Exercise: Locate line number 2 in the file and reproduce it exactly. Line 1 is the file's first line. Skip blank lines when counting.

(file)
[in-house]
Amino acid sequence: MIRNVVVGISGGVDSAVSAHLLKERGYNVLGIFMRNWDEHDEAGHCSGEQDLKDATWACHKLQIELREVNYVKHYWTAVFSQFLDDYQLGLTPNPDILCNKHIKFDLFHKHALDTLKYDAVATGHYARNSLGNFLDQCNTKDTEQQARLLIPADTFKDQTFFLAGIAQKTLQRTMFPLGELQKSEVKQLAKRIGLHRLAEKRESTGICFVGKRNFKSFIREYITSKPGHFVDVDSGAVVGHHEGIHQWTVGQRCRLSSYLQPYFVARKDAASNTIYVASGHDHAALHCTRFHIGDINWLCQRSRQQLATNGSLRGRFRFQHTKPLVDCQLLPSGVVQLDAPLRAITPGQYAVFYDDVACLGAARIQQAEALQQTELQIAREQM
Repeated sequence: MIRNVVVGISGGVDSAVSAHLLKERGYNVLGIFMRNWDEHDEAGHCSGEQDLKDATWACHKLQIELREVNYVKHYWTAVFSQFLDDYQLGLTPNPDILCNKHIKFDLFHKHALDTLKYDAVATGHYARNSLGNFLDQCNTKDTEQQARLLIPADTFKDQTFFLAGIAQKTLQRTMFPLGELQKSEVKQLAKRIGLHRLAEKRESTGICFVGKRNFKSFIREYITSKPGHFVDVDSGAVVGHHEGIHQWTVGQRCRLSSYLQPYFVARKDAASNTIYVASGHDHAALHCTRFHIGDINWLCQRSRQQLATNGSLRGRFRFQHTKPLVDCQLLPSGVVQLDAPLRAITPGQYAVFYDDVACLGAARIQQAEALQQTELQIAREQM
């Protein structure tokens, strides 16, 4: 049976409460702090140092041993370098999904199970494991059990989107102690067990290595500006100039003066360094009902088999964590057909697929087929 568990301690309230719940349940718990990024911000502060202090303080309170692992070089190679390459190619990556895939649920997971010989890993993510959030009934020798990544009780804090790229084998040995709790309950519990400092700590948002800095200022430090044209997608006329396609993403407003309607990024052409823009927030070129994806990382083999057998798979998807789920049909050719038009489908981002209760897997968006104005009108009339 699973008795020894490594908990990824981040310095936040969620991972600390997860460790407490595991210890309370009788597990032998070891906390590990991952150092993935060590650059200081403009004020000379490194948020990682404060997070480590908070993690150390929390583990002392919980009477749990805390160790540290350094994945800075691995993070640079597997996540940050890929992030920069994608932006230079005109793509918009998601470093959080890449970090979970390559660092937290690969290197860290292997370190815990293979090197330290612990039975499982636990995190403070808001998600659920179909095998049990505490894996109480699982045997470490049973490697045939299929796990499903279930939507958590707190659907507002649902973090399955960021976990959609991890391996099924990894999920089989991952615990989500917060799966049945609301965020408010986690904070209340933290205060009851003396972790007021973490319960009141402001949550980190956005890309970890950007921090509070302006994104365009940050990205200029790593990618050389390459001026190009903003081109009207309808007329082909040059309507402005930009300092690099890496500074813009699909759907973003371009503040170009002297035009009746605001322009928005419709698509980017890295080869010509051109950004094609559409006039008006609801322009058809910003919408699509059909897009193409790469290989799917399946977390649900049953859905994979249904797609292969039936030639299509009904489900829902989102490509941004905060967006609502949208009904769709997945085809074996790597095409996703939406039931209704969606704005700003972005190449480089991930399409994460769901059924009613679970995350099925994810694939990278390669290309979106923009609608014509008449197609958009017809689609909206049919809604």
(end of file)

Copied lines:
Amino acid sequence: MIRNVVVGISGGVDSAVSAHLLKERGYNVLGIFMRNWDEHDEAGHCSGEQDLKDATWACHKLQIELREVNYVKHYWTAVFSQFLDDYQLGLTPNPDILCNKHIKFDLFHKHALDTLKYDAVATGHYARNSLGNFLDQCNTKDTEQQARLLIPADTFKDQTFFLAGIAQKTLQRTMFPLGELQKSEVKQLAKRIGLHRLAEKRESTGICFVGKRNFKSFIREYITSKPGHFVDVDSGAVVGHHEGIHQWTVGQRCRLSSYLQPYFVARKDAASNTIYVASGHDHAALHCTRFHIGDINWLCQRSRQQLATNGSLRGRFRFQHTKPLVDCQLLPSGVVQLDAPLRAITPGQYAVFYDDVACLGAARIQQAEALQQTELQIAREQM